The moon was cut from the early Earth with a “planetary embryo” called Theia roughly 100 million years after the Earth formed, geochemists and colleagues from UCLA report.

The theory that the runaway proto-world, Theia, separated the material that would become the moon from the young Earth approximately 4.5 billion years ago is not a new concept, but the UCLA staffers stated Thursday that the impact was a head-on smash. Previous theories held the collision to be angled at least 45 degrees.

According to the researchers, seven rocks brought back from the moon during the Apollo missions were compared with volcanic Earth mantle rocks — and by measuring the count of oxygen isotopes found in the studied material, the UCLA team found matches between the specimens.

“We don’t see any difference between the Earth’s and the Moon’s oxygen isotopes; they’re indistinguishable,” said lead author of the study and UCLA professor of geochemistry and cosmochemistry Edward Young told the school’s website.

The theory that the Earth and moon share a composition is not new data (although previous studies have found differing results) but the point Young was making is that, according to the UCLA researchers, had Theia struck Earth from a side angle, the moon would consist mainly of Theia’s matter, which would have a different composition than what is found in Earth rocks. The similar isotope makeup between Earth and the moon, the UCLA team states, means the world-shattering impact must have been direct — and that Theia was absorbed by the catastrophe — says Young:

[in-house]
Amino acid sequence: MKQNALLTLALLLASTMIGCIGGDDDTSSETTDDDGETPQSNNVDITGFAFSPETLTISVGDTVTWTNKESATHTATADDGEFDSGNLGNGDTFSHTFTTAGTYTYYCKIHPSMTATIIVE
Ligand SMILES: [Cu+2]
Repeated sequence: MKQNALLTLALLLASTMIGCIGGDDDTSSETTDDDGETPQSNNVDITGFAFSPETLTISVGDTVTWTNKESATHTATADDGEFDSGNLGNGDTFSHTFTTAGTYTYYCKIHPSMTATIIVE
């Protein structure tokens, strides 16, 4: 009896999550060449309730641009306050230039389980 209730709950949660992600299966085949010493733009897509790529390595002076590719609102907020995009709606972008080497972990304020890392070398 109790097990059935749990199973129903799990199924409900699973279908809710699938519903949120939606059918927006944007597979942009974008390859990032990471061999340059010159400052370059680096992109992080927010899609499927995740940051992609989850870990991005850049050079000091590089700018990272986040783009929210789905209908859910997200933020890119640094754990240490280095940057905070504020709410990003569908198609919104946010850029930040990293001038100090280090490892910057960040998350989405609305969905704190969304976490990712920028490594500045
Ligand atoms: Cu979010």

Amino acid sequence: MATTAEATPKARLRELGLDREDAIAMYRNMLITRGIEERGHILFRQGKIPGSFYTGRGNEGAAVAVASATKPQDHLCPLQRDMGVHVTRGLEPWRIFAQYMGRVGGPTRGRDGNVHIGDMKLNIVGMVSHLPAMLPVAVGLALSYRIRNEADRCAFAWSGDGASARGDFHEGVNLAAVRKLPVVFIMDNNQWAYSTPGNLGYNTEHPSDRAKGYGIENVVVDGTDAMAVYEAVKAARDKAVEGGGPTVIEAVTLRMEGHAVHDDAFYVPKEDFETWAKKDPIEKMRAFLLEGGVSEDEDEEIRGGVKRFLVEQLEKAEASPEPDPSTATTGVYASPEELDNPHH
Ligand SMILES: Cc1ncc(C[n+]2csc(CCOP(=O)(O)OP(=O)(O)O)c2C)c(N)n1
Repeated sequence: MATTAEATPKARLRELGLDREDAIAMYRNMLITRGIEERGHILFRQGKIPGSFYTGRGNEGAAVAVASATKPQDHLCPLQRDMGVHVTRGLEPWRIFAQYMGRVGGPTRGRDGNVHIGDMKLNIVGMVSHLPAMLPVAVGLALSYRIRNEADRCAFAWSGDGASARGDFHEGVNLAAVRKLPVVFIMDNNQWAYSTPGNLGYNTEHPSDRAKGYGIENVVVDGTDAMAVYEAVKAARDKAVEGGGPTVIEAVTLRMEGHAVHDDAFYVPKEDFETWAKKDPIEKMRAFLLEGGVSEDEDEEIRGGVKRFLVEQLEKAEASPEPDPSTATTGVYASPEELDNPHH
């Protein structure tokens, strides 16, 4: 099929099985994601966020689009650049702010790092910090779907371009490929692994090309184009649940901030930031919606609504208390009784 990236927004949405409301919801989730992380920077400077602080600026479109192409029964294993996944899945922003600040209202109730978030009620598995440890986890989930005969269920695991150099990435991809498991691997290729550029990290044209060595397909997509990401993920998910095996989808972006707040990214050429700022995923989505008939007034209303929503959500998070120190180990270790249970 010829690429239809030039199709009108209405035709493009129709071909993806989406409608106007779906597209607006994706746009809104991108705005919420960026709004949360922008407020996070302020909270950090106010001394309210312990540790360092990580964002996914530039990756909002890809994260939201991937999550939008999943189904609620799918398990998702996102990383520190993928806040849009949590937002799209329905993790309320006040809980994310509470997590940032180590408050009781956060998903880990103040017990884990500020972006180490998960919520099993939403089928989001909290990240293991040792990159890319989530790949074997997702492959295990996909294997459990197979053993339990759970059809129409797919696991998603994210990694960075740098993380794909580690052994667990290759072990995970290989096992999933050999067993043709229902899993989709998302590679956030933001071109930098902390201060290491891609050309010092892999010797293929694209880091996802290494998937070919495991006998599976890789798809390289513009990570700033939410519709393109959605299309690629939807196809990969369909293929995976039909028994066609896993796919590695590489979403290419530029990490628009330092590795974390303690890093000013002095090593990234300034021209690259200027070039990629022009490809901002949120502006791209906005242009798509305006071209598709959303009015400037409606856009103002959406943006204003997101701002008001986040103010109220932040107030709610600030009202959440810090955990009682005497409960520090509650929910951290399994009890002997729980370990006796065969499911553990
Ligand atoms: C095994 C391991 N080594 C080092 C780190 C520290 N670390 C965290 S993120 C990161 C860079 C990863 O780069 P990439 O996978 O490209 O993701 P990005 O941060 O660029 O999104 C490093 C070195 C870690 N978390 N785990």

“Theia was thoroughly mixed into both the Earth and the Moon, and evenly dispersed between them…this explains why we don’t see a different signature of Theia in the Moon versus the Earth.”

Theia, the researchers speculate, could have possibly become a planet within the Solar System had it not smashed into the Earth.

Photos via NASA